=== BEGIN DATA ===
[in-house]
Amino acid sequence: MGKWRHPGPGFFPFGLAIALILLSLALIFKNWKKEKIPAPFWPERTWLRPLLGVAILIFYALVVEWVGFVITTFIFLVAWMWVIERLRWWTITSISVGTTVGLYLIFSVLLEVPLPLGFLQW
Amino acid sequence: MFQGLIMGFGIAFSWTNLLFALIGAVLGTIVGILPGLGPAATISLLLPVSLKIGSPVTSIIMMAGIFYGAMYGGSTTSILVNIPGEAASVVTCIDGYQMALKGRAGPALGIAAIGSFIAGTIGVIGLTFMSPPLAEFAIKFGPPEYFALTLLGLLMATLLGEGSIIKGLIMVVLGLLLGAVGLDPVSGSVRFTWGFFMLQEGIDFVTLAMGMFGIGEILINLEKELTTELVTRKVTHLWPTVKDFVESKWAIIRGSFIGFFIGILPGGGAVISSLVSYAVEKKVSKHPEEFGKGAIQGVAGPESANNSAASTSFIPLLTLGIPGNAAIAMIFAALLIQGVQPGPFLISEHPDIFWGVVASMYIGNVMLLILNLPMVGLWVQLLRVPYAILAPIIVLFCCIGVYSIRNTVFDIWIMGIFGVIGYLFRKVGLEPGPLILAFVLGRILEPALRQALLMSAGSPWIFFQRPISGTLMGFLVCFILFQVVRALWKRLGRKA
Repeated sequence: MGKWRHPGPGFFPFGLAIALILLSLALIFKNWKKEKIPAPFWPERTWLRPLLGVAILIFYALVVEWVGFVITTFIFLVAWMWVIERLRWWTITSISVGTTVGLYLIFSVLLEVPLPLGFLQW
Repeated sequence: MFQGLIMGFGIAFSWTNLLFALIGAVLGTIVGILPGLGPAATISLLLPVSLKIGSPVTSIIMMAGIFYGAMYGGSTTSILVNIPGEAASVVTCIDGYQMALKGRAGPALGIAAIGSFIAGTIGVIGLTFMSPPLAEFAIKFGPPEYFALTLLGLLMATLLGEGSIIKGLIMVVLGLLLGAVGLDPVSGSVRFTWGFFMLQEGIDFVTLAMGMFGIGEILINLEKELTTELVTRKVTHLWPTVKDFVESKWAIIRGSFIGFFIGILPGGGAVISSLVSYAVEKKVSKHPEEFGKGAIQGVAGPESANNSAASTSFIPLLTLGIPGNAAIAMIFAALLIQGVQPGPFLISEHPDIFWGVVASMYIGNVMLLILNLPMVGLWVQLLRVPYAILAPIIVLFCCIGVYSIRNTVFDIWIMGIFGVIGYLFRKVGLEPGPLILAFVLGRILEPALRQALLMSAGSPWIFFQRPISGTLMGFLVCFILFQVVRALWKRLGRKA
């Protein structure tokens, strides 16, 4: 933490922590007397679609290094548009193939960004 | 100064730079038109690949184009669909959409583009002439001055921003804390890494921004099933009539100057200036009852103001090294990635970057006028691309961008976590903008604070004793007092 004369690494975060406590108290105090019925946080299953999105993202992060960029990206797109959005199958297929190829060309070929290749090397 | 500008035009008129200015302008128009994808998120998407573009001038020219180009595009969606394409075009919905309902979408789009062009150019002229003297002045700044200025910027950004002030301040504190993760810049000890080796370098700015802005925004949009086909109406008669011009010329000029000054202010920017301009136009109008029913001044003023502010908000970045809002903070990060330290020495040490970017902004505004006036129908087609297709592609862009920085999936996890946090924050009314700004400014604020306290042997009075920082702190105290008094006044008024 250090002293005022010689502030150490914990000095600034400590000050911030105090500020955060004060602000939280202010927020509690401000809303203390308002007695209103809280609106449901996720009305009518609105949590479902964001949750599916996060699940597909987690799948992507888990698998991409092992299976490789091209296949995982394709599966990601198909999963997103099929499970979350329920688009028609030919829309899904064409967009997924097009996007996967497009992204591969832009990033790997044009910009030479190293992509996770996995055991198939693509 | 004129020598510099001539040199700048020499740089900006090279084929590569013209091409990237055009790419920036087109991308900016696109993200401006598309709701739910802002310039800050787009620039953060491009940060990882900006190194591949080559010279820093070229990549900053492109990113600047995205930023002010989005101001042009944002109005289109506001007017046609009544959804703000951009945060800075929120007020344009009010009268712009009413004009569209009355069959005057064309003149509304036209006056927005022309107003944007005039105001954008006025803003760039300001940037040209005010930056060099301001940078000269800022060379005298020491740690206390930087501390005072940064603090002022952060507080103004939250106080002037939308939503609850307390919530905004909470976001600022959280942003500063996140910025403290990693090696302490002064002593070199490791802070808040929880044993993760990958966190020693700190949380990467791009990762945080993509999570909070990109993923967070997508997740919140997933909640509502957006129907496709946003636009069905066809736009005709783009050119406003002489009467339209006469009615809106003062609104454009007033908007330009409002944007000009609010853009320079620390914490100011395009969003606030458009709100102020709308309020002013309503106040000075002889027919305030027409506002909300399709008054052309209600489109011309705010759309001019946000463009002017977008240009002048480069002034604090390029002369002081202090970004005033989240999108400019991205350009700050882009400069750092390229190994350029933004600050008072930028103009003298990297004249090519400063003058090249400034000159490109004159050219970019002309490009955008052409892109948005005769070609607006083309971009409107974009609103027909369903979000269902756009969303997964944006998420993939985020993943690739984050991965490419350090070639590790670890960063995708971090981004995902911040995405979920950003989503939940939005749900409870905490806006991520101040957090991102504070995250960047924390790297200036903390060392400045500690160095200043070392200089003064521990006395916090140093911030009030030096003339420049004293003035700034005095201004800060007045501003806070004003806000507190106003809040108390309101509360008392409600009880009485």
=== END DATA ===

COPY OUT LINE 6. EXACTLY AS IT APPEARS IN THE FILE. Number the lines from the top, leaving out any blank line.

């Protein structure tokens, strides 16, 4: 933490922590007397679609290094548009193939960004 | 100064730079038109690949184009669909959409583009002439001055921003804390890494921004099933009539100057200036009852103001090294990635970057006028691309961008976590903008604070004793007092 004369690494975060406590108290105090019925946080299953999105993202992060960029990206797109959005199958297929190829060309070929290749090397 | 500008035009008129200015302008128009994808998120998407573009001038020219180009595009969606394409075009919905309902979408789009062009150019002229003297002045700044200025910027950004002030301040504190993760810049000890080796370098700015802005925004949009086909109406008669011009010329000029000054202010920017301009136009109008029913001044003023502010908000970045809002903070990060330290020495040490970017902004505004006036129908087609297709592609862009920085999936996890946090924050009314700004400014604020306290042997009075920082702190105290008094006044008024 250090002293005022010689502030150490914990000095600034400590000050911030105090500020955060004060602000939280202010927020509690401000809303203390308002007695209103809280609106449901996720009305009518609105949590479902964001949750599916996060699940597909987690799948992507888990698998991409092992299976490789091209296949995982394709599966990601198909999963997103099929499970979350329920688009028609030919829309899904064409967009997924097009996007996967497009992204591969832009990033790997044009910009030479190293992509996770996995055991198939693509 | 004129020598510099001539040199700048020499740089900006090279084929590569013209091409990237055009790419920036087109991308900016696109993200401006598309709701739910802002310039800050787009620039953060491009940060990882900006190194591949080559010279820093070229990549900053492109990113600047995205930023002010989005101001042009944002109005289109506001007017046609009544959804703000951009945060800075929120007020344009009010009268712009009413004009569209009355069959005057064309003149509304036209006056927005022309107003944007005039105001954008006025803003760039300001940037040209005010930056060099301001940078000269800022060379005298020491740690206390930087501390005072940064603090002022952060507080103004939250106080002037939308939503609850307390919530905004909470976001600022959280942003500063996140910025403290990693090696302490002064002593070199490791802070808040929880044993993760990958966190020693700190949380990467791009990762945080993509999570909070990109993923967070997508997740919140997933909640509502957006129907496709946003636009069905066809736009005709783009050119406003002489009467339209006469009615809106003062609104454009007033908007330009409002944007000009609010853009320079620390914490100011395009969003606030458009709100102020709308309020002013309503106040000075002889027919305030027409506002909300399709008054052309209600489109011309705010759309001019946000463009002017977008240009002048480069002034604090390029002369002081202090970004005033989240999108400019991205350009700050882009400069750092390229190994350029933004600050008072930028103009003298990297004249090519400063003058090249400034000159490109004159050219970019002309490009955008052409892109948005005769070609607006083309971009409107974009609103027909369903979000269902756009969303997964944006998420993939985020993943690739984050991965490419350090070639590790670890960063995708971090981004995902911040995405979920950003989503939940939005749900409870905490806006991520101040957090991102504070995250960047924390790297200036903390060392400045500690160095200043070392200089003064521990006395916090140093911030009030030096003339420049004293003035700034005095201004800060007045501003806070004003806000507190106003809040108390309101509360008392409600009880009485």